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TrainingZone Live 2012: Review

25th May 2012
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Last year's interim editor Martin Couzins was one of the many delegates who attended our event last week. Here's his review.
With the Olympic Games little more than two months away it was fitting that TrainingZone Live 2012 started and ended with the Olympic theme.
The day started with a look at the OD and L&D challenges - and the solutions - at the Olympic Delivery Authority, the organisation responsible for the delivery of the infrastructure at London 2012.
What made the keynote by Michele Owens, head of HR and OD at the Olympic Delivery Authority, so interesting was the nature of the project – multiple stakeholders across many countries, endless publicity, huge workforce and of course a deadline that could not be moved. Added to this, the project is relatively short-lived and has many distinctive phases. Owens said the L&D strategy took two years to get up and running and working effectively. Key to this was senior team buy-in using coaching.
The coaching was very successful, she said, and its success then filtered out into the organisation and was adopted across the business. The focus at the ODA was on self-managed learning - all staff were provided with a range of options, from elearning to coaching.
After the opening keynote, delegates split into their pre-selected sessions. There were a wide range on offer including three linked sessions from Jim Kirkpatrick. 
I attended session on tools for effective blending by Julie Wedgwood, developing Gen Y at online retailer Asos and how to develop positive power and influence. Wedgwood provided delegates with a range of free tools that can be used for delivering a blended learning experience. You can see the list here.
I caught up with Wedgwood after her session and asked her why more learning and development professionals aren’t using these types of tools. She said two of the big barriers were finding the time to look at these tools and working out how they could best be used.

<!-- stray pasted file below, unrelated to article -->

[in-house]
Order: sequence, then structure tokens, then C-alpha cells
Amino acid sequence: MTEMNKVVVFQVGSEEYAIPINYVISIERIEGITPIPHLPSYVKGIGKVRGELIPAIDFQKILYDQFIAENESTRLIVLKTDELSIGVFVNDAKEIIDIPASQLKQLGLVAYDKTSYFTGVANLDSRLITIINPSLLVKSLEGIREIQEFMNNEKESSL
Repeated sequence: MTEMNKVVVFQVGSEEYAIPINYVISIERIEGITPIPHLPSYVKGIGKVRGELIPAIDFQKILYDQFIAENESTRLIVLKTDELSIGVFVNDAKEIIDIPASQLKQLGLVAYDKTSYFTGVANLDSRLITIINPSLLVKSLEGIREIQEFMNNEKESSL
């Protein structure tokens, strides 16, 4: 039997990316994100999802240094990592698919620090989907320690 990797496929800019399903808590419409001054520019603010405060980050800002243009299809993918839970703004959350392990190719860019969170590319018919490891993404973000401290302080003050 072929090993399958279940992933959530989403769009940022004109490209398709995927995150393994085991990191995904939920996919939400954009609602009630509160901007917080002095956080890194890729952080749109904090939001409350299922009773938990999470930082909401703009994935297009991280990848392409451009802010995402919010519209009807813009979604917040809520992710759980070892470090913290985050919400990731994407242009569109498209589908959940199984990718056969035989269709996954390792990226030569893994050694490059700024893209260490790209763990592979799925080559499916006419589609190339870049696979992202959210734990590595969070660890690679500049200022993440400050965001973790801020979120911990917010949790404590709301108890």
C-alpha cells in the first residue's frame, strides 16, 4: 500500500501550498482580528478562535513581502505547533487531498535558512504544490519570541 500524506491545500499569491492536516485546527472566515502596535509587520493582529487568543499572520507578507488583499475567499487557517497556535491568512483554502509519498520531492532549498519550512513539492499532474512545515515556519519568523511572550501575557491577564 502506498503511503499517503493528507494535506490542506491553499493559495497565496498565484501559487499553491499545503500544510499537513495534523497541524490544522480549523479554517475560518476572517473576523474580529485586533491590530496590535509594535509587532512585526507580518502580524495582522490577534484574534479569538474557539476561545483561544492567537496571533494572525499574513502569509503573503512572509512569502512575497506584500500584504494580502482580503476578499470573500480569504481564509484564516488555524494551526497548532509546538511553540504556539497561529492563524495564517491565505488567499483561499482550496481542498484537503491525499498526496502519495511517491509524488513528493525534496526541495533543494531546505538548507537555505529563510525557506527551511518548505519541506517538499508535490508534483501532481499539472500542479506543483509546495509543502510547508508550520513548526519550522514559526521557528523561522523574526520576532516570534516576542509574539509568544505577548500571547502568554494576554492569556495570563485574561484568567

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Louisa Fryer, L&D partner at ASOS, ran a session which showed how the company uses forum theatre for its appraisal process. She said that this style of training had worked well for her mostly Gen Y employees and managers. I asked Fryer about what Gen Y L&D looks like. The focus is on what she called ‘accelerated learning’ and bite-size chunks of learning.
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Dr Nicola Lincoln’s session on influence looked at typical influencing behaviours people adopt in face-to-face meetings. She talked through typical British influencing behavior and how it compares to that of other nations and areas around the world. Lincoln said that the best approach to influencing was to mix push and pull (listening and then saying what you want) depending on the situation and who you are trying to influence. The bad news for Brits is that we tend to waffle and are not very good at saying what we want.
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The day ended with a keynote from Steve Backley, who won bronze and two silver Olympic medals for javelin in consecutive games.
Backley provided insights into what makes an Olympic athlete and shared his five success traits:
  • Have a passion - people like to win, those who really want to win, those that need to win
  • Create a self belief
  • Be clear about where you want to go
  • Deliver your maximum performance
  • Surround yourself with talented people
His was both a humble and humorous performance which delighted delegates.
The day provided broad perspectives on L&D, from strategy to ideas on delivery to practical steps and tools an L&D professional can make use of in their daily working routine.
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